Image is everything in modern culture. Take for instance the shopping mall. More than showcasing merchandise, malls resemble ancient temples or medieval cathedrals—-places of worship where the spirit is lifted. Along with designer jeans and exotic coffees, you can fashion for yourself an improved image, one in which people take pride.
Concern for image sometimes reveals itself in ways that are less than subtle. Consider, for instance, the following personal ad from New York magazine:
Strikingly Beautiful: Ivy League graduate. Playful, passionate, perceptive, elegant, bright, articulate, original in mind, unique in spirit. I possess a rare balance of beauty and depth, sophistication and earthiness, seriousness and a love of fun. Professionally successful, perfectly capable of being self-sufficient and independent, but I won’t be truly content until we find each other. . . . Please reply with a substantial letter describing your background and who you are. Photo essential.
Over and against such blatant hubris, there is a concern for image that is not only acceptable, it is actually basic to our Christian identity and calling. The apostle Paul says, “Christ is the visible image of the invisible God” (Col 1:15). To properly understand what this means, we must consider God’s original creation of Adam and Eve in the Garden—-the place where image projection started.
Created in God’s image, Adam and Eve were like angled mirrors. Positioned faithfully beneath God, a visage of holiness shone down upon them and reflected outward to the world. Unfortunately, the first couple committed treason against the Creator, and, with fruit juice on their lips, the image of Adam and Eve was shattered. In shame they were expelled from the garden, unable to convey divine holiness and as they had previously. This legacy of disgrace is our birthright.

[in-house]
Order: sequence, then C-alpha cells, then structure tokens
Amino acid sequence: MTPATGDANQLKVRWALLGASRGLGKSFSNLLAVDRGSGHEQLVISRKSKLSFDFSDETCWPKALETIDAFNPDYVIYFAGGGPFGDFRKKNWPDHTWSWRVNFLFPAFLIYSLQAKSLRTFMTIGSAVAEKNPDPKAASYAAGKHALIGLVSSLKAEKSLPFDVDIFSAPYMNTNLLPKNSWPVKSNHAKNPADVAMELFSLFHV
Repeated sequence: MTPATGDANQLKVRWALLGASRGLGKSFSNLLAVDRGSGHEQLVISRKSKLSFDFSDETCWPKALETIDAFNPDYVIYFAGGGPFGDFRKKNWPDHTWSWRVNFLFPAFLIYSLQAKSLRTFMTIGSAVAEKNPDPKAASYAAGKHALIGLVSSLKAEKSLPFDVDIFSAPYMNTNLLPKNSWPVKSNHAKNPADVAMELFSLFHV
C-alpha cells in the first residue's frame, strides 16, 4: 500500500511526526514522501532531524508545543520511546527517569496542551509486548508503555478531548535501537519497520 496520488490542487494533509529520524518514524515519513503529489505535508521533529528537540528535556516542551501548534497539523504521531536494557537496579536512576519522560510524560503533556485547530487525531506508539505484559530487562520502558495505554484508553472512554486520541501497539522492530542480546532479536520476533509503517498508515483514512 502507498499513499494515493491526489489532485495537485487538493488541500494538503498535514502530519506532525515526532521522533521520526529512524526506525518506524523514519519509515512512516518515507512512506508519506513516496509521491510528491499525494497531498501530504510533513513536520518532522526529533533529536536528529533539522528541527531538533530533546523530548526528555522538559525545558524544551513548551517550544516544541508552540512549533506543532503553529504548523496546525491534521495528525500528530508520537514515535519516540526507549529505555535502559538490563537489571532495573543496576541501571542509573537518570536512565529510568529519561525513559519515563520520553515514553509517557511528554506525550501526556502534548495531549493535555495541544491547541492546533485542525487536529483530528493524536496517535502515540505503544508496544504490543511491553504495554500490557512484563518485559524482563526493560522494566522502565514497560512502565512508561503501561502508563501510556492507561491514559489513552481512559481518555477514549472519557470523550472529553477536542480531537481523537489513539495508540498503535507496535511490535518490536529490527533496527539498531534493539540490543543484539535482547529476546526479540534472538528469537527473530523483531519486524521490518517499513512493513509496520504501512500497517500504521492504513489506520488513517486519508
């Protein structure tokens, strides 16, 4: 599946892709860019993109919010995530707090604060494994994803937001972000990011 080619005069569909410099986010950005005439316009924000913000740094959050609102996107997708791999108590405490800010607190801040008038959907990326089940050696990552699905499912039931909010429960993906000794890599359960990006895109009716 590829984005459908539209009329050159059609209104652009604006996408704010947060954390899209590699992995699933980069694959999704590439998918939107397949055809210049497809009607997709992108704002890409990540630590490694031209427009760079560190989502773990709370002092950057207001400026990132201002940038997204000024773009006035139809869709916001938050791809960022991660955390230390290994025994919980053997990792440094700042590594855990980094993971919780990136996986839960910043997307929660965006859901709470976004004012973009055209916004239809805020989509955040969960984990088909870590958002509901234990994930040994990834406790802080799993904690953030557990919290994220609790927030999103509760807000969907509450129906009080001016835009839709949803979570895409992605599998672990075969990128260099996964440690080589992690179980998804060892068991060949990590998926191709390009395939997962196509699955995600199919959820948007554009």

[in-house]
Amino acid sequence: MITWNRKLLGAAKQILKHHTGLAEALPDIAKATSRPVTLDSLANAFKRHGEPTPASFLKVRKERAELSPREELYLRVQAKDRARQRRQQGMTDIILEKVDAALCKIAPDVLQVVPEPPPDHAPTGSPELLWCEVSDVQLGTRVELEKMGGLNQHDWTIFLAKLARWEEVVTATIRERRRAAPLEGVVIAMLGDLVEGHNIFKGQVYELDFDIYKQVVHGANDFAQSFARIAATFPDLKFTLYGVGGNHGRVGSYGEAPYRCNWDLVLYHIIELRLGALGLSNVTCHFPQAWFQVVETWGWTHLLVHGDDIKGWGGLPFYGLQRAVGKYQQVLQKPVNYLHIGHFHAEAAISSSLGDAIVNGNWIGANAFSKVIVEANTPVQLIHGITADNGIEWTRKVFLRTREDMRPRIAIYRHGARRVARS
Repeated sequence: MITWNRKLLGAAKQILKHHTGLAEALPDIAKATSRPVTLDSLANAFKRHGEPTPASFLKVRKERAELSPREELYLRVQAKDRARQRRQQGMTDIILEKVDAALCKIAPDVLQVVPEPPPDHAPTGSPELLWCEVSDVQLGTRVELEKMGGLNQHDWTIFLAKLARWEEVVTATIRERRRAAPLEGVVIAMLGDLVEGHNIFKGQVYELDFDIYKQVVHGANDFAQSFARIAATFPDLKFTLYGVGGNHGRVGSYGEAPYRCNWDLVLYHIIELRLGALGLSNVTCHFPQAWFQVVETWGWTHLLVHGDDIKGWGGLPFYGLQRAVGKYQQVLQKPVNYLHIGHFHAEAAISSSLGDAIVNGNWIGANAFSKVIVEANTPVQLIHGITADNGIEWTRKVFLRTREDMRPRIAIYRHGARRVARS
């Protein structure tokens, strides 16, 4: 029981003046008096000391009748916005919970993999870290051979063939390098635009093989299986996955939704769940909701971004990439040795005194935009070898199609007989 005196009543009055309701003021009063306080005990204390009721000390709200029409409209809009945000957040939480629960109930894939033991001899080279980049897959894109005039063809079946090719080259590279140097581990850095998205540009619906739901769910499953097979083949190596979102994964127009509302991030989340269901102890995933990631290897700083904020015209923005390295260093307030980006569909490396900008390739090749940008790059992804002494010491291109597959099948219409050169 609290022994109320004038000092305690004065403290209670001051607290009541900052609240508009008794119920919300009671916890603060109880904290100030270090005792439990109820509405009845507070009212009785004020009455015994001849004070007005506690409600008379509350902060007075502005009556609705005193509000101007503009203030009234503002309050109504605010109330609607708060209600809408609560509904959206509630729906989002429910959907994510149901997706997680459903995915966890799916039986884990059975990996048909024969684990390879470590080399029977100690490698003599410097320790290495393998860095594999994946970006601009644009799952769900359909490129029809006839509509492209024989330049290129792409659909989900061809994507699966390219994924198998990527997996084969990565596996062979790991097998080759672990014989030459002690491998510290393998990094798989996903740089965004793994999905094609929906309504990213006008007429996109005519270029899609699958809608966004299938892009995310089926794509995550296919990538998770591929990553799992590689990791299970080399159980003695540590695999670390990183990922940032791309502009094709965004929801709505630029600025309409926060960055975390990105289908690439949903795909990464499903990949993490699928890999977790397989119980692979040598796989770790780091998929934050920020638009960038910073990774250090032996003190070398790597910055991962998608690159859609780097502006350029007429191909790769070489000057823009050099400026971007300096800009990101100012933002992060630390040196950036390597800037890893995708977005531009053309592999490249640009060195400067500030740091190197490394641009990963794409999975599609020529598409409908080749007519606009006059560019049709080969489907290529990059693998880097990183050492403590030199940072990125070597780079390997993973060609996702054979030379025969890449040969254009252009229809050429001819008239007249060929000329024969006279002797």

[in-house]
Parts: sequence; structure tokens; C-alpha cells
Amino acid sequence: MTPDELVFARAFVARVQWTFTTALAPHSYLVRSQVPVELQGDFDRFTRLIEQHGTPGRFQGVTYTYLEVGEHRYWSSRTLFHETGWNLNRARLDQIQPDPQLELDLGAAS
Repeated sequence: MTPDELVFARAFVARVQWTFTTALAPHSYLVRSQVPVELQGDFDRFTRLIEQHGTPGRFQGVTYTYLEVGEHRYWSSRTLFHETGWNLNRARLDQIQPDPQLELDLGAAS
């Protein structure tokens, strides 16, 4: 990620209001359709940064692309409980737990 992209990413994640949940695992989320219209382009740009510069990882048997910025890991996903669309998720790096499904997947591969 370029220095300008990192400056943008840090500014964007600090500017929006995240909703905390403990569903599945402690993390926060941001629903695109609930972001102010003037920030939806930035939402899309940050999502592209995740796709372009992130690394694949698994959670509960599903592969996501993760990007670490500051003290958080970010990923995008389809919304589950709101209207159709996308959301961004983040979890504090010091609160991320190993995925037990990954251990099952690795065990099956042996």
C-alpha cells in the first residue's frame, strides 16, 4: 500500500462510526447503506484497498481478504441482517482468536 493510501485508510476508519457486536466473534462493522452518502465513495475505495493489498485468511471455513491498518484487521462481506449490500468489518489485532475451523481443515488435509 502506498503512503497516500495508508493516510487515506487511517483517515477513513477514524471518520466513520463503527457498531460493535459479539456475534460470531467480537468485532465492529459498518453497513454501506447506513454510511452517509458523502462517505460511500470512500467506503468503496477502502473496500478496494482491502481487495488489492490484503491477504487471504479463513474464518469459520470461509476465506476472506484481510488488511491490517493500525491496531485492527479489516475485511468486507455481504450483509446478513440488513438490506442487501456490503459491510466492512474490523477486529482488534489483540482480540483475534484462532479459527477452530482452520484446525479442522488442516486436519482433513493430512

With such a shameful heritage, the human race desperately seeks to restore its shattered image by grasping the world’s possessions. Money, leisure, sex, power, fashion, corporate promotions, and fame all promise wholeness. Like wild elephants, we charge toward these allurements. Many people reach the end of their lives surrounded by these hollow icons to find that the promise of fulfillment was a cruel sham.
Thankfully, God doesn’t leave his creation to die in deception, duped by illusory hopes. Jesus, the visible image of God’s glory, personally addressed our problem. As God’s Son projected divine beauty and holiness, he did something that virtually no one anticipated—-he died. As a substitute for humanity, the love of God went to the Cross.
The work of Christ has direct bearing upon humanity’s image problem. In the resurrection, God inaugurated an end-time renewal of the world, providing liberation from the seduction of self and the worship of cultural icons. In Christ, the Church emanates divine grace and truth, which is our vocation.
We would do well to consider the kind of Christian image that we are projecting. Intentionally or not, we reveal something; does our image reflect Christ, or is it a semi-religious version of society? Are we an angled mirror postured beneath the Lord, or a vanity mirror standing at attention before the world? The former is captive to the liberating rule of Christ and mediates divine truth. The latter masquerades as freedom and flaunts the ephemeral whims of self.
We can improve our reflection of Christ by observing a four-fold routinethat entails reading, reflection, prayer, and witness. Reading is the thoughtful study of Scripture that seeks to grasp its truth. Reflection considers how society displays or lacks this truth. Prayer is turning one’s volition toward the God of Truth. Witness reflects truth into the world. You might say reading ingests the fruit; reflection chews it; prayer savors it; witness extends its nourishment to neighbors. Further still, reading pursues the sweetness; reflection understands it; prayer asks for it; witness shares it.